Everything you do in Solidity has a cost associated with it: gas. Gas is the unit measuring the computing power the network provides to you when you execute smart contract logic. The more code you write, the more gas the execution costs. There are a few exceptions to it, but they are rare. The network wants to get paid for the computing power it provides to you. So executing smart contract logic costs money. And you, as the creator, are not necessarily the one paying, but your users.
Generally spoken, Solidity is one of the few languages where optimization is a necessity right from the beginning on. This also leads to trivial problems sometimes needing an efficient solution, and this also holds for such a simple thing as swapping two variables.
This is how you could usually swap two variables like in any other language that doesn't offer any syntactic sugar:
uint256 a = 1; uint256 b = 2; // swap a and b uint256 tmp = a; a = b; b = tmp;
This code works perfectly fine, but it takes both a lot of code and gas, and there is actually a better way to accomplish the swap with less code and thus less gas consumption.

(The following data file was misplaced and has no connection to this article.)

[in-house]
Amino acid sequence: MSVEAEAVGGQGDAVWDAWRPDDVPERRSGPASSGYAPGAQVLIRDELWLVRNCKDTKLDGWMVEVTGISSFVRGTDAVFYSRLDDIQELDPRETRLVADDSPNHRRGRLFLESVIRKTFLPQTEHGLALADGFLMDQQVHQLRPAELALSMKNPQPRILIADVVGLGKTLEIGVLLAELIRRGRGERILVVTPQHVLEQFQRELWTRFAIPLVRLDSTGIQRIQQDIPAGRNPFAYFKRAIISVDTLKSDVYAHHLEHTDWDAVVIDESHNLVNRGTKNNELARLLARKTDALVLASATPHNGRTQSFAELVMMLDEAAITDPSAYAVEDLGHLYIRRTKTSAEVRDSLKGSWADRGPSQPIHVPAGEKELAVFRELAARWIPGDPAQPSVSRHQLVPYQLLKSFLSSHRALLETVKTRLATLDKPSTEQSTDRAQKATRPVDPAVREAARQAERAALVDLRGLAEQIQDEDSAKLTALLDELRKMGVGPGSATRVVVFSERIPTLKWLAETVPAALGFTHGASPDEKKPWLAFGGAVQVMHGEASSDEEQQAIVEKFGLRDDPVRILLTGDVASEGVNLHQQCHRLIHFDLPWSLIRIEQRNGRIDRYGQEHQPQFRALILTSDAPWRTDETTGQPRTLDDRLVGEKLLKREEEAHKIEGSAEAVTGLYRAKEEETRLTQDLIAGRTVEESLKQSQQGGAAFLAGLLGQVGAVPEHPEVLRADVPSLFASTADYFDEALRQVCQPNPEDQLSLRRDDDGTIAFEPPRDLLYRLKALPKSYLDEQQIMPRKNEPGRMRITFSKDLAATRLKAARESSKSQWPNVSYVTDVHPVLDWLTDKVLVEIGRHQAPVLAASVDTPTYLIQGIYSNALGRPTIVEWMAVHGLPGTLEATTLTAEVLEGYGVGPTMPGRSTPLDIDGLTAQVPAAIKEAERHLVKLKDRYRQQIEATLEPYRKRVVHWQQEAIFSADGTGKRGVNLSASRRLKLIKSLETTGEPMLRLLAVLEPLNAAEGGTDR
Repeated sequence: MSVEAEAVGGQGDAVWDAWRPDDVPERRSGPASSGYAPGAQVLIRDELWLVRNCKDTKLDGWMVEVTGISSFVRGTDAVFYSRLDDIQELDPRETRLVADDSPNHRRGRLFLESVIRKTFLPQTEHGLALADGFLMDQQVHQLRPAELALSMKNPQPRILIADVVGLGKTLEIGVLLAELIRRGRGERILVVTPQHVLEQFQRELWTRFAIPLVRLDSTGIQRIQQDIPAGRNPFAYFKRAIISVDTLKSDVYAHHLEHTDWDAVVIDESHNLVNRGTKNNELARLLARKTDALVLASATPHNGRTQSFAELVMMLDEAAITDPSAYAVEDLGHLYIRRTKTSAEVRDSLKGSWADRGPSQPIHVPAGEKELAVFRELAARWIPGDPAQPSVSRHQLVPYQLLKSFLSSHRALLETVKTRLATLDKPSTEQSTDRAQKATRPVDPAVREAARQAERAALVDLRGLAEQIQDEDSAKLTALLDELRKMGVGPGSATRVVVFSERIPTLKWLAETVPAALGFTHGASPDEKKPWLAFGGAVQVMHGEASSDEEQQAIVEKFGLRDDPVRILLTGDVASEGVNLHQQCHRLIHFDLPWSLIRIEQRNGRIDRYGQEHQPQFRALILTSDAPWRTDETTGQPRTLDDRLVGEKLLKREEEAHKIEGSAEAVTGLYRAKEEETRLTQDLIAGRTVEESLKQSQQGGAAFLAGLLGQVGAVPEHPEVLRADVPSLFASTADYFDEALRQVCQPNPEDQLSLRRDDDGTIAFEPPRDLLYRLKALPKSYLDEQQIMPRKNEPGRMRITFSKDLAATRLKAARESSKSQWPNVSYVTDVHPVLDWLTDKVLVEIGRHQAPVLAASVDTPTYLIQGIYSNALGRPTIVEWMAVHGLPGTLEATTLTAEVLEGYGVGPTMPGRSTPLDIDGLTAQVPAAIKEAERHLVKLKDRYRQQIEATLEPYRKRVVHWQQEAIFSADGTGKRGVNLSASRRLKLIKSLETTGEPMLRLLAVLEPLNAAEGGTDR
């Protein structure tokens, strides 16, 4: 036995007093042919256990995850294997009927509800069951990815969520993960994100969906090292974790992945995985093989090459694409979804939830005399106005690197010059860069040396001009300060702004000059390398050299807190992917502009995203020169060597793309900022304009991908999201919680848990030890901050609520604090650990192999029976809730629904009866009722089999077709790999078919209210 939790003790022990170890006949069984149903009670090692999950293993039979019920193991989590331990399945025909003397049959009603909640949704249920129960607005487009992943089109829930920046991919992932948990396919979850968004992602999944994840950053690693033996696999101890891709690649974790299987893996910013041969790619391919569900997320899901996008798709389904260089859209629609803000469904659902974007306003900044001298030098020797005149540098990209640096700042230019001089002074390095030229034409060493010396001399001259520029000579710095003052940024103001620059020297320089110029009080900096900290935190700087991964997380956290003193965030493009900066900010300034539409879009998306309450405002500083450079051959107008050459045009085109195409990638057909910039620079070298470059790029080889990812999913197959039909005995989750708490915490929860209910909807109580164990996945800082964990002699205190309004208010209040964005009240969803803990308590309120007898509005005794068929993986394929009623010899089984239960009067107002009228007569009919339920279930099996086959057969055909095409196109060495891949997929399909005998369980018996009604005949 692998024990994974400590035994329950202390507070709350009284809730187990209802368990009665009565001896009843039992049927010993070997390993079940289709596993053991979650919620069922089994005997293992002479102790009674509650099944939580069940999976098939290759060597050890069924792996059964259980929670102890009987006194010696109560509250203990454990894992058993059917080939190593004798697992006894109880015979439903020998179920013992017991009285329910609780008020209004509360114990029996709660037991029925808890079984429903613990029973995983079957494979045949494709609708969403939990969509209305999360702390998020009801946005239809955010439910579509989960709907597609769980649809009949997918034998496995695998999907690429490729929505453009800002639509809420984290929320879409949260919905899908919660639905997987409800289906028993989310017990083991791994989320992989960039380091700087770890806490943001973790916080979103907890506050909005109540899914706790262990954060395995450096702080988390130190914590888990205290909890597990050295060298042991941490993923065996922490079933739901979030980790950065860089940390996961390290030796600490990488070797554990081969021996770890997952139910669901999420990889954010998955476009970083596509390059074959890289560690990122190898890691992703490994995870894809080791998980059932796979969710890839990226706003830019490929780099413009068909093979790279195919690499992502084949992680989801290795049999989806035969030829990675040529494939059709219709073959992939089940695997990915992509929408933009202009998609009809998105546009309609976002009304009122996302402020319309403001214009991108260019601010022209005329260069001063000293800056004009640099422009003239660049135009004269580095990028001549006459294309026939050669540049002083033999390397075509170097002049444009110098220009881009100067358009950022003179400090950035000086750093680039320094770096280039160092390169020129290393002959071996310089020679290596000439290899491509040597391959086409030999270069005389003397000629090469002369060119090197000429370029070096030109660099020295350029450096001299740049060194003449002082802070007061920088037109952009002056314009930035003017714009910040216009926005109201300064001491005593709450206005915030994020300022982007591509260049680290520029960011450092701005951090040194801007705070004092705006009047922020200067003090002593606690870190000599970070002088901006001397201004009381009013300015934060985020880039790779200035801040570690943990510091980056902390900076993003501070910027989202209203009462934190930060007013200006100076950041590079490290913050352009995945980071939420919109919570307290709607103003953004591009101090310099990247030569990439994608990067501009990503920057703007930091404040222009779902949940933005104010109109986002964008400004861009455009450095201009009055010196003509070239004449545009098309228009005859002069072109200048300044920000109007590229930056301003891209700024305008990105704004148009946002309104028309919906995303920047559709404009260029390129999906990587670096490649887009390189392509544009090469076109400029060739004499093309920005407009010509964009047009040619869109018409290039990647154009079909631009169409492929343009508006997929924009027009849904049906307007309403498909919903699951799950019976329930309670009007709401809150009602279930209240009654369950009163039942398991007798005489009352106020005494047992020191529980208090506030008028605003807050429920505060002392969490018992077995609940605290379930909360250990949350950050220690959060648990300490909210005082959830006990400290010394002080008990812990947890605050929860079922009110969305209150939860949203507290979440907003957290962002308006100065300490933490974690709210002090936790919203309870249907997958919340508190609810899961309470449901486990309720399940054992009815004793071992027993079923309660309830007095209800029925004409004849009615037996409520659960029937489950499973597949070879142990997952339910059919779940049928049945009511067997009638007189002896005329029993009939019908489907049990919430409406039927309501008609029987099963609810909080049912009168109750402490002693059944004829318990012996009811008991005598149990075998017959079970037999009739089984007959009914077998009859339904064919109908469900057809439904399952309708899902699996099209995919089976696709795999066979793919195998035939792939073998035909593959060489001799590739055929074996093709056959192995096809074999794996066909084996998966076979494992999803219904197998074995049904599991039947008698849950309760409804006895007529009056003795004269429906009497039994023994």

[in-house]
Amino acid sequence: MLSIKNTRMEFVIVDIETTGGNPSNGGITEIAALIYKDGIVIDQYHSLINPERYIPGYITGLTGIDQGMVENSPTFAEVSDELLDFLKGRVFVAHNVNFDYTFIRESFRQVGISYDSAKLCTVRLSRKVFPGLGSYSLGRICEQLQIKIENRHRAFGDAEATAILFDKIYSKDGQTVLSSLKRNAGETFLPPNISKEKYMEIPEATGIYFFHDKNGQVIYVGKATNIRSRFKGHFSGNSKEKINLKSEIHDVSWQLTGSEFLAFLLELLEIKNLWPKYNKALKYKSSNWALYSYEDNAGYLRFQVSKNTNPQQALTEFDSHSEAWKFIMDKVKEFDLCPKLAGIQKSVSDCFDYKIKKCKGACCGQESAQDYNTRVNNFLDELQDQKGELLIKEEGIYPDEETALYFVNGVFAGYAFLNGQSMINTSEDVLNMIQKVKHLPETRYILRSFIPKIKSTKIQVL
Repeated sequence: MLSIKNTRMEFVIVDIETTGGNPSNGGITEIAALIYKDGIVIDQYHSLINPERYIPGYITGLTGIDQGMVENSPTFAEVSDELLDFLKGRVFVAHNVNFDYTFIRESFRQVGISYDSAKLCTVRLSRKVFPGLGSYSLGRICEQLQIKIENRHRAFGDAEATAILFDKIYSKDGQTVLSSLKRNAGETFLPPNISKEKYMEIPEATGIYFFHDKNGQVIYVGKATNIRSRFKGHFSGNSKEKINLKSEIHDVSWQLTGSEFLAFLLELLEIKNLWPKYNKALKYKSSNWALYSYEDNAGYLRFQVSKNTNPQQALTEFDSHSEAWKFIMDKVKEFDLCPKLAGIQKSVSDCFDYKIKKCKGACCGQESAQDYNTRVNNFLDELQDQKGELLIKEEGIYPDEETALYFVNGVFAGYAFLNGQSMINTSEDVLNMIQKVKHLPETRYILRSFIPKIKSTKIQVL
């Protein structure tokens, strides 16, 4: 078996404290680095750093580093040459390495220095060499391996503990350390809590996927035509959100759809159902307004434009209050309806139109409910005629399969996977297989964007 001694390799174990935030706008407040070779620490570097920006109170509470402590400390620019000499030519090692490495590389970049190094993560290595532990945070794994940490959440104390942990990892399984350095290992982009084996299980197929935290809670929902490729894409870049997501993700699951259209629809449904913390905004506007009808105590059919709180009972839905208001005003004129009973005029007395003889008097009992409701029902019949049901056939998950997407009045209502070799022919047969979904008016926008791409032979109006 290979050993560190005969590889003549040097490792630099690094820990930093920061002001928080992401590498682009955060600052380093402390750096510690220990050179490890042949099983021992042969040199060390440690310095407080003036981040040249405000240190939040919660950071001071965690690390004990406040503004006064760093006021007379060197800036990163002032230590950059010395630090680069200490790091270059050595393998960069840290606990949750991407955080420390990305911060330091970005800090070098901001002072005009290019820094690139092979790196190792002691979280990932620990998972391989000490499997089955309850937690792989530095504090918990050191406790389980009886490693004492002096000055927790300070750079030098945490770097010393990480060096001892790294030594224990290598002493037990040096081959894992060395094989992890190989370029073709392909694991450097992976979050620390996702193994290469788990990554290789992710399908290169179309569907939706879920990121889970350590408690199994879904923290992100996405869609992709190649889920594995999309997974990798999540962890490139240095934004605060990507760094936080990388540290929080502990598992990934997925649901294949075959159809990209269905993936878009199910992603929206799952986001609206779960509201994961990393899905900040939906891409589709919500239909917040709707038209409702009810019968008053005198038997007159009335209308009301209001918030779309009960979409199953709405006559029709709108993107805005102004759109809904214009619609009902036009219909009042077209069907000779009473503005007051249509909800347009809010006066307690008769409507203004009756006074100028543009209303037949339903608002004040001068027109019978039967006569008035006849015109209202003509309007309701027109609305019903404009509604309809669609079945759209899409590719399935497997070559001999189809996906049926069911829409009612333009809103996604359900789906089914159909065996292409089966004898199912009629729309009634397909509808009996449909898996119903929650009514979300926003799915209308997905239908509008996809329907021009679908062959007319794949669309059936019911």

If you combine both, like shown below, you actually get one of the most efficient solutions to swap two variables in Solidity.
uint256 a = 1; uint256 b = 2; (a, b) = (b, a);
The code you see above is actually a pretty common pattern used by many Solidity developers. It is one of the base patterns you should always keep in the back of your head.
The Whole Tip As An Image
If you like visual content more, or if you want to store it later, I put all this into one image for you. I hope you like it!
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This post was originally published on my personal blog.
Top comments (1)
let a = 1;
let b = 3;
[a, b] = [b, a];
console.log(a); // 3
console.log(b); // 1